What consumes the majority of an IT department’s time on any given day?
Or maybe end-user support?
If you chose the latter, you would not be alone. End-user support is the one of the most difficult IT costs to quantify; it’s difficult to measure, impossible to predict, and issues that occur are often classed as high severity, meaning resources may be pulled from project work or scheduled tasks to support the problem.
In a short space of time, our user support issue has led to project creep and the rescheduling of work, none of which could have been predicted. Who bears the cost in this situation? It’s not the type of thing most people like to think about. It certainly gives me a headache. Granted, the above scenario may be an extreme one, but it is not uncommon. On a smaller scale, dilemmas such as balancing projects against user support are addressed every day…
- IT-Bot cannot go and fix HR-Bot’s email issue, because he has to hit a project milestone by 3pm.
- HR-Bot has his own deadlines, and so escalates to a superior.
- Management-Bot overrides IT-Bot’s decision to ensure KPI’s are achieved, or because he has a headache, or because HR-Bot is better at complaining than the project manager.
- IT-Bot fixes the email problem. The project creeps, everyone fights over the costs.
The traditional solution here is to hire. If the resource available cannot cope with the work assigned, additional resources must be recruited to help. More cost, but no increase in efficiency.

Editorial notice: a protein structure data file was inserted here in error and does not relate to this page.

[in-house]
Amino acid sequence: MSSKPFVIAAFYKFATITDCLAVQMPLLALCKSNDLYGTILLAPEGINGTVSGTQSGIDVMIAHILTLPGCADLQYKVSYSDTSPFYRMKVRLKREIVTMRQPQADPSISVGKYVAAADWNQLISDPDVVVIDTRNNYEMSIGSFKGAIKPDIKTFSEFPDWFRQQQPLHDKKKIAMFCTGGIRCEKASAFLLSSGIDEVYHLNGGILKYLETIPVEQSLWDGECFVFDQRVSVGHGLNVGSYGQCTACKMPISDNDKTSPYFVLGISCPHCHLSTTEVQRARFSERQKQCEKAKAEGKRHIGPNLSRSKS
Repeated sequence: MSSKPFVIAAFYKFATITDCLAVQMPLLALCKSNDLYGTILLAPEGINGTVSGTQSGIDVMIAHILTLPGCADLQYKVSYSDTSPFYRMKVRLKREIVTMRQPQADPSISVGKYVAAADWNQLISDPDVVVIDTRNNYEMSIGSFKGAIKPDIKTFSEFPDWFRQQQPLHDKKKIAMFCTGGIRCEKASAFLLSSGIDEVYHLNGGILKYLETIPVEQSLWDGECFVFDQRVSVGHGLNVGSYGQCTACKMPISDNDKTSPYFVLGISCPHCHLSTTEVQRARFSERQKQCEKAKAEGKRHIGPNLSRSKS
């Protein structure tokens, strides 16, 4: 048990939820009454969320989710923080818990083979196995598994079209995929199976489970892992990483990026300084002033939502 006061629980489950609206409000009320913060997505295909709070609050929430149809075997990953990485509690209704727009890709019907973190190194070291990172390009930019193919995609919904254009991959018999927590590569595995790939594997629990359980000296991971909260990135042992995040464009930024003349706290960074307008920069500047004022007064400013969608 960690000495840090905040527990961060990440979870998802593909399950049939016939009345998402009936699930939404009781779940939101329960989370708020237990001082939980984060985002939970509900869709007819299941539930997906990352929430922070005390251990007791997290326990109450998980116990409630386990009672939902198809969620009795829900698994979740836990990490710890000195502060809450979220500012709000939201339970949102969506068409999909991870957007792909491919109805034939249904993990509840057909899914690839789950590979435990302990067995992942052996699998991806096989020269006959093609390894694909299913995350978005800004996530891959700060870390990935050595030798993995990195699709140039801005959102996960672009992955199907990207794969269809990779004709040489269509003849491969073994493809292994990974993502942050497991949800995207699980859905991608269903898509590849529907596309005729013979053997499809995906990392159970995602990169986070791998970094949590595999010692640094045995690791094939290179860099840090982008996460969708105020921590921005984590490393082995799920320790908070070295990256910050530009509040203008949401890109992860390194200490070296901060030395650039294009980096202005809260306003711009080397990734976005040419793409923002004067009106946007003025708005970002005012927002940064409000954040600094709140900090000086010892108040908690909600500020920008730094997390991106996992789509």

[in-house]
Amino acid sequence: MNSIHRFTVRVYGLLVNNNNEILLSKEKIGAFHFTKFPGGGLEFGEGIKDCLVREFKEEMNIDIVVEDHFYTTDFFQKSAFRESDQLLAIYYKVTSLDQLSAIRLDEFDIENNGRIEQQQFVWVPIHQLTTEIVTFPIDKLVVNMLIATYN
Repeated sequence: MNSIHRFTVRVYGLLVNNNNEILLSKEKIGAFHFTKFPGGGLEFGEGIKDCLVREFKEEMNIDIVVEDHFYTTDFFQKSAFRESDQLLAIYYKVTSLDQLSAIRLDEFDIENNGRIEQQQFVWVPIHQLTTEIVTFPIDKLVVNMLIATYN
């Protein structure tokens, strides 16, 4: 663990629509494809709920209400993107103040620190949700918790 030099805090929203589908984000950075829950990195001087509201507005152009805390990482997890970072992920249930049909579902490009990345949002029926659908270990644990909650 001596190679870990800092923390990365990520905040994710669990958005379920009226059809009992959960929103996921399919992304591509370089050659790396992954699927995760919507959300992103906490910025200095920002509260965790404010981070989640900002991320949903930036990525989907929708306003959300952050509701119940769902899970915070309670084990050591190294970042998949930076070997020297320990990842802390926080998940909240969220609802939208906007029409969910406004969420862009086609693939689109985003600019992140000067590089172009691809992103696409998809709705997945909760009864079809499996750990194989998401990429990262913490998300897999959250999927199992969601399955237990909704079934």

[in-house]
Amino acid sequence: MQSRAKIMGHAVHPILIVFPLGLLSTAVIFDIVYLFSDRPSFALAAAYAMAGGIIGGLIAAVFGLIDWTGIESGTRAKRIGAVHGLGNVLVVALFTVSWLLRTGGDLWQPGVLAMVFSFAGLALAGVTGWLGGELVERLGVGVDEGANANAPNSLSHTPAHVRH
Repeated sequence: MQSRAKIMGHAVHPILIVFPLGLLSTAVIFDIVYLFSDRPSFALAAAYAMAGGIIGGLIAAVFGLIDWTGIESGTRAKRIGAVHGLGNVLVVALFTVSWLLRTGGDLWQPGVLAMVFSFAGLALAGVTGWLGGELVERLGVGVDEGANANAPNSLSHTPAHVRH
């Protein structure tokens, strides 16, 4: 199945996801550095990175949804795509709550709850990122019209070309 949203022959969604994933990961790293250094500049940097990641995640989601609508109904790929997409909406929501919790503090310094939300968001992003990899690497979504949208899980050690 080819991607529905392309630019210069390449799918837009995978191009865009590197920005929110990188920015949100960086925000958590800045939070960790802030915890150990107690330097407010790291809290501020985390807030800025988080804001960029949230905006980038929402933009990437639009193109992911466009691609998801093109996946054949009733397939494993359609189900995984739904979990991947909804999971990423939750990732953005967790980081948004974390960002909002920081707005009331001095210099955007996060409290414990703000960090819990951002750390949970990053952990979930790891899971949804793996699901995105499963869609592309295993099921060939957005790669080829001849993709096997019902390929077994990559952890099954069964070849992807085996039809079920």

So, can we fix this? The short answer is no.
Issues will always occur; politics or unknown variables will always direct key decisions within the organisation.
What we can do is drive efficiencies into the process, give the IT team better visibility of the desktop estate, and provide them with a set of tools to speed up the resolution process, allowing the IT team to provide a better desktop experience with less resource.
Is that enough to justify a project? Maybe, however most organisations justify this process through the highly visible business benefits: ‘anywhere desktop access’, ‘bring your own device’ or ‘home working’.
These are the hooks that allow a forward thinking IT department to implement highly requested services, while simultaneously gaining significant end user management and support capabilities.
So back to the scenario presented above.
- HR-Bot has a problem with email.
- HR-Bot contacts IT-Bot, who checks HR-Bot’s session. Alters a configuration setting, and refreshes.
- HR-Bot’s issue is resolved.
- HR-Bot is pleasantly surprised, especially given that they are logged onto a virtual desktop from home, on an iPad.
Author: Toby Skerritt, End-User Computing Lead
Toby is responsible for the design and implementation of EUC projects for Foundation IT’s clients. He has worked in a variety of roles across the IT industry, often focused on the educational benefits of technology